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I am building a simple web app that sends SMS messages to cell phones using Twilio. I want to ensure that the user has entered a full 10 digit phone number before it will allow a message to attempt to be sent.

When I test it with a less-than or greater-than 10 digit number, in heroku logs, I see Twilio::REST::RequestError (The 'To' number 1234567890 is not a valid phone number.).

I have tried to use a begin/rescue wrapper and am telling it to render text: "Try again with a valid number." and tried a variety of if statements to try to avoid the error.

I am pretty new to Ruby and Rails and Twilio, but I promise i have been through every guide I have found. Any help is greatly appreciated. Full code of my UserController below:

    require 'twilio-ruby'
    class UsersController < ApplicationController

    def new
      @user = User.new
    end

    def create
      @user = User.new(params[:user])

      account_sid = '...'
      auth_token = '...'

      if @user.save
         render text: "Wasn't that fun? Hit the back button in your browser to give it another go!"
    begin
       client = Twilio::REST::Client.new account_sid, auth_token
           client.account.sms.messages.create(
           from: '+16035093259',
           to: @user.phone,
           body: @user.message
           )
        rescue Twilio::REST::RequestError
           render text: "Try again with a valid number."        
        end
     else
       render :new
     end
  end

end
share|improve this question

1 Answer 1

I'd extract the SMS sending logic into a separate model/controller and use a background job to process the submitting. The UserController should only handle, well, user creation/modification.

Scaffolding:

$ rails g model sms_job user:references message:text phone submitted_at:datetime
$ rake db:migrate

Model:

class SmsJob < AR::Base
  attr_accessible :user_id, :message, :phone

  belongs_to :user
  validates_presence_of :message, :phone, :user_id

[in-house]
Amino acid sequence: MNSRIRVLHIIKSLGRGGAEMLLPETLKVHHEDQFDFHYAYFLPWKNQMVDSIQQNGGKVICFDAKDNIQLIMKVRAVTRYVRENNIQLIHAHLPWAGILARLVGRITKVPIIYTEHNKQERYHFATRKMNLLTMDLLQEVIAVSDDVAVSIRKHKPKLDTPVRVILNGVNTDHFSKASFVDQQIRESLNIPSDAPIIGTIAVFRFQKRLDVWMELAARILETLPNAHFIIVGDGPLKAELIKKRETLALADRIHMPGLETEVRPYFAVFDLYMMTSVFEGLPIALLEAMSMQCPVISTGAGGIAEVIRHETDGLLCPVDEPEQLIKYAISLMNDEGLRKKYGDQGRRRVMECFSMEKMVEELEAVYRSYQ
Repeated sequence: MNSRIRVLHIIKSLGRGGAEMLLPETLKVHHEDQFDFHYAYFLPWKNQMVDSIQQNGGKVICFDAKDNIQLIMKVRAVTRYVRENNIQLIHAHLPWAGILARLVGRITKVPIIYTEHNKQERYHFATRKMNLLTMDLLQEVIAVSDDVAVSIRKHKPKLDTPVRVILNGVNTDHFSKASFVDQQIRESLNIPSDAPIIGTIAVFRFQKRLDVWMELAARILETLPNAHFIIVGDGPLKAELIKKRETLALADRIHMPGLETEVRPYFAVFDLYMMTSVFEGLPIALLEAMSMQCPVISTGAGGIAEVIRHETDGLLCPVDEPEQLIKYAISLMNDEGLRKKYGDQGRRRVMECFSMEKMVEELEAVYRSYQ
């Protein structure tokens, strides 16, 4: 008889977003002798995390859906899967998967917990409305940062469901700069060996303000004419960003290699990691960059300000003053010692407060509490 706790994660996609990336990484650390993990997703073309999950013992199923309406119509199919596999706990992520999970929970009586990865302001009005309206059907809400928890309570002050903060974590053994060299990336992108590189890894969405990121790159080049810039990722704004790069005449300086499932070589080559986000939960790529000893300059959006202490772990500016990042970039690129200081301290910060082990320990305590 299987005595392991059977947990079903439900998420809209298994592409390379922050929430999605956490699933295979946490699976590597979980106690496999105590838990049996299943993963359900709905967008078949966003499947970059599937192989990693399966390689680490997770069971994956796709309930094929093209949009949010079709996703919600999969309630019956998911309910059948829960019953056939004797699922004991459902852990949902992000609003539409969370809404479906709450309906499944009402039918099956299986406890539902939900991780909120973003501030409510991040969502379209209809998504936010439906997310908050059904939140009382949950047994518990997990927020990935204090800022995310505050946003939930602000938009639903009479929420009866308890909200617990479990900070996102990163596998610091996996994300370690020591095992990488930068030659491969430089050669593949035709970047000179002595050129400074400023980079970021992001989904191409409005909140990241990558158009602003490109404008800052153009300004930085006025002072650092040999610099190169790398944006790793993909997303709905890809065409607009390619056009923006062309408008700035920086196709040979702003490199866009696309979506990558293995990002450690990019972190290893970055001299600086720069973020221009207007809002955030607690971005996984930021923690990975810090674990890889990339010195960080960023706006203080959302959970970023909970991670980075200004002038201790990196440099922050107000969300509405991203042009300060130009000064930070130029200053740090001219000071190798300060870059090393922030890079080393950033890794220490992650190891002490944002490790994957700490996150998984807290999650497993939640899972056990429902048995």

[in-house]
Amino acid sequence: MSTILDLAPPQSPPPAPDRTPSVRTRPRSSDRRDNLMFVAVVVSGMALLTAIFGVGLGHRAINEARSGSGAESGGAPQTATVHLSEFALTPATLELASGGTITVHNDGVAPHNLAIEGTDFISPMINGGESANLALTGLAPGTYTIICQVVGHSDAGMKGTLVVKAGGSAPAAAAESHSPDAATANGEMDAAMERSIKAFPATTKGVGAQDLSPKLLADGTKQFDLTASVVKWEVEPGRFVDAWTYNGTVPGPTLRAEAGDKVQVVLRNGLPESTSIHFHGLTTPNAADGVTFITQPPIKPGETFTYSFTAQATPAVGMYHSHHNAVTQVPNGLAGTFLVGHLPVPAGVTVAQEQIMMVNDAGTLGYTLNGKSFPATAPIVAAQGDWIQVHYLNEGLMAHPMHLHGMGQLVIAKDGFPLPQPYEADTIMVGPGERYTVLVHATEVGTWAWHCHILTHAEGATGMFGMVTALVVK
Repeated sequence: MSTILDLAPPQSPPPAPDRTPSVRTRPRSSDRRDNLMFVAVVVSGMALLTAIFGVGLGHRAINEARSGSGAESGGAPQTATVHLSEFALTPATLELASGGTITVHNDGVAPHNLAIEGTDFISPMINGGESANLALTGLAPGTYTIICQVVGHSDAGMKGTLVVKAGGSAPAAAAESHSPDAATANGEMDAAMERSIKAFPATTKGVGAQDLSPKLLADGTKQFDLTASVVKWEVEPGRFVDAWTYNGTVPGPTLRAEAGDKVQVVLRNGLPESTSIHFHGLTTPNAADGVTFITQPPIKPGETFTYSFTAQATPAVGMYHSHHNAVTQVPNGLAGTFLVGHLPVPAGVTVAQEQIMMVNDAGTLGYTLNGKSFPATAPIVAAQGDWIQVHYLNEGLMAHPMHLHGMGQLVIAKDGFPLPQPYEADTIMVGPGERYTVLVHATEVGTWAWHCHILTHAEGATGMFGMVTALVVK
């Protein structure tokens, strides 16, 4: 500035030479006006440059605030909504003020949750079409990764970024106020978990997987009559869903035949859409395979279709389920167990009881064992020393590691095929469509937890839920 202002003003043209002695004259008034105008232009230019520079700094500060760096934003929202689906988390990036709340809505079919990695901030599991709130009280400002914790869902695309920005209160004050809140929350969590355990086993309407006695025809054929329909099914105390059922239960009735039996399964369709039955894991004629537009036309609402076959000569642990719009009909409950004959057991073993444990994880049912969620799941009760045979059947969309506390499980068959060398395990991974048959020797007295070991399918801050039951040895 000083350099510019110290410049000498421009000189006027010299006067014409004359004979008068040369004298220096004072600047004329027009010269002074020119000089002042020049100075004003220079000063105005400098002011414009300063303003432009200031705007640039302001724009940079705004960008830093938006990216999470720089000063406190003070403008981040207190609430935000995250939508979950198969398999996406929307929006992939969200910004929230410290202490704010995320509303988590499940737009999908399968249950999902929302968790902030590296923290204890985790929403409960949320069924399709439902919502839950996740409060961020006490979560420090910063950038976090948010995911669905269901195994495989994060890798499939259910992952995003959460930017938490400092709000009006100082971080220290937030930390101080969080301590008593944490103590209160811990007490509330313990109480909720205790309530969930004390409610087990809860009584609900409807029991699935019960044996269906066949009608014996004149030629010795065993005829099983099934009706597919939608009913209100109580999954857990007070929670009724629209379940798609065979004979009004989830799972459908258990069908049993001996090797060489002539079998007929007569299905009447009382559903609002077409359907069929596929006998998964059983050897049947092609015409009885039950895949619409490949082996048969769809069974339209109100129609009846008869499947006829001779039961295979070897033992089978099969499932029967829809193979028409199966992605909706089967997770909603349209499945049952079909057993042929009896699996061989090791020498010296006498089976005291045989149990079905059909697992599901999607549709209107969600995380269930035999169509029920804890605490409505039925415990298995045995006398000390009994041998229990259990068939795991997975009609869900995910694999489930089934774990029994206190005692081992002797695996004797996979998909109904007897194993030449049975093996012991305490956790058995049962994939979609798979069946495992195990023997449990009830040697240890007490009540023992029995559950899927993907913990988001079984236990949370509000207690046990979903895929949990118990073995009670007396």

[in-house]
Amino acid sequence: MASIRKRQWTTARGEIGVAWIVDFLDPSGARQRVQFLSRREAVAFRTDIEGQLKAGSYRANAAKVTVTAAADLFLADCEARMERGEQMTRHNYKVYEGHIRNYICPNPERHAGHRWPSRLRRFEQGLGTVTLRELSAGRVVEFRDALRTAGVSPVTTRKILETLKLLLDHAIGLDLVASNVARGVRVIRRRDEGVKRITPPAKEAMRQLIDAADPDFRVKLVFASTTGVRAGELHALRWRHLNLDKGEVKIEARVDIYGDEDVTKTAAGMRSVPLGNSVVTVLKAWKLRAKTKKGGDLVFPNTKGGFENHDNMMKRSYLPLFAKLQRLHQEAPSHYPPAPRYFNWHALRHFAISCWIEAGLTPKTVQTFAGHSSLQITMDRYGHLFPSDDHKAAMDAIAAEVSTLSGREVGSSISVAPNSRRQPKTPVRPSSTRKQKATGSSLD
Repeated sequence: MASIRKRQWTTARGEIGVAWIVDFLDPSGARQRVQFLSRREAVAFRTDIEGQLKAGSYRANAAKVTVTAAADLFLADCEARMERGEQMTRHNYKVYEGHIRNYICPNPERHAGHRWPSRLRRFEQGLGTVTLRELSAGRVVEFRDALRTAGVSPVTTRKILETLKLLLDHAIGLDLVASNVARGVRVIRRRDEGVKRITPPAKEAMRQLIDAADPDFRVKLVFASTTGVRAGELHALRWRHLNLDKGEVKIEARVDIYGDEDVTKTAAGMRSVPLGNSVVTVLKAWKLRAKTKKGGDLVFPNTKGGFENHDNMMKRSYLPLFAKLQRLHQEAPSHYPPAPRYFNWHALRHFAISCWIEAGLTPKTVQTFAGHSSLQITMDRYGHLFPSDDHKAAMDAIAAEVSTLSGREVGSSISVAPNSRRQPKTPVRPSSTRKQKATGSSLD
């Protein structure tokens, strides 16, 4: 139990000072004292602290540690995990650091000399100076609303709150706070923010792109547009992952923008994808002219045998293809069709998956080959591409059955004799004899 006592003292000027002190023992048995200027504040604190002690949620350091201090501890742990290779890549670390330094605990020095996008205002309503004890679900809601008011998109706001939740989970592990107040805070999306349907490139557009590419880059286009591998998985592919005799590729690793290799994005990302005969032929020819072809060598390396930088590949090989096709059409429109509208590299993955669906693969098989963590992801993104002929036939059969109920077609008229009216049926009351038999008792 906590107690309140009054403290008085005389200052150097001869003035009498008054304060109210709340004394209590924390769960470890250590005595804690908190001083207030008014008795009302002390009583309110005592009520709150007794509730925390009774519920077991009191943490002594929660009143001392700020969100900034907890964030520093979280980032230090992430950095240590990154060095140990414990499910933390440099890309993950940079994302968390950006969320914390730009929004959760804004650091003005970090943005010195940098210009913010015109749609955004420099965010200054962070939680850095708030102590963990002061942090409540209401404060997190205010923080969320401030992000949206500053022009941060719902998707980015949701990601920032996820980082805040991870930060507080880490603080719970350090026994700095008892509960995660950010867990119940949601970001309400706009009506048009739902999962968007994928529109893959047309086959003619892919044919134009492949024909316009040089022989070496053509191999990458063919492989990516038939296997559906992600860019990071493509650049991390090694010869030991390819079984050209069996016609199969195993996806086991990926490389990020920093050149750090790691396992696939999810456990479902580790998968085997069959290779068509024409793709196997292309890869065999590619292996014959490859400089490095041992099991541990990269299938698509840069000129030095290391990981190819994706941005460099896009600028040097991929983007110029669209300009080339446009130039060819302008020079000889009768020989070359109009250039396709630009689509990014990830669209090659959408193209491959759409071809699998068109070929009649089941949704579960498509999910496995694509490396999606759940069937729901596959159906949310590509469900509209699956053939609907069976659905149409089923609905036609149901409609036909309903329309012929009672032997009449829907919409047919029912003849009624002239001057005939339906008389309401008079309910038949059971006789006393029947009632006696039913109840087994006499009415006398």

validates :phone,
      length: { min: 10 },
      format: { with: /\+?\d+/ }

  scope :unsubmitted, where(submitted_at: nil)

  TWILIO = {
    from_no:      '...',
    account_sid:  '...',
    auth_token:   '...'
  }

  # find a way to call this method separately from user request
  def self.process!
    unsubmitted.find_each do |job|
      begin
        client = Twilio::REST::Client.new TWILIO[:account_sid], TWILIO[:auth_token]
        client.account.sms.messages.create(
          from: TWILIO[:from_no],
          to:   job.phone,
          body: job.message
        )
        job.submitted_at = Time.zone.now
        job.save
      rescue Twilio::REST::RequestError
        # maybe set update a tries counter
        # or delete job record
        # or just ignore this error
      end
    end
  end
end

The controller then should just provide the information that the SMS is going to be send:

# don't forget the 'resources :sms_jobs' in your routes.rb
class SmsJobsController < ApplicationController
  # index, update, destroy only for only admin?

  def new
    @sms_job = SmsJobs.new
  end

  def create
    @sms_job = current_user.sms_jobs.build params[:sms_job]
    if @sms_job.save
      redirect_to root_url, notice: "Your message is being send!"
    else
      render :new
    end
  end
end

For the background processing, have a look at these excellent Railscasts :-) You probably need to workaround some concurrency problems if you have to process many messages and/or Twilio has a long response time (didn't use that service yet).

share|improve this answer
    
Wow, thank you. I am very new to Rails so a lot of this is over my head. If you would care to explain some of this to a beginner, that would be really awesome, otherwise thanks for all of this anyways and I will try to figure out how to incorporate this in. I still havent figured out the whole class structure, file system and what the routes.rb file is really about. You can see my current app at bsstexter.herokuapp.com. It only sends texts to my phone right now because of a trial Twilio account, but you can see what it lacks and you can still click through to see the heroku default error page. –  ohwutup Oct 16 '12 at 6:43

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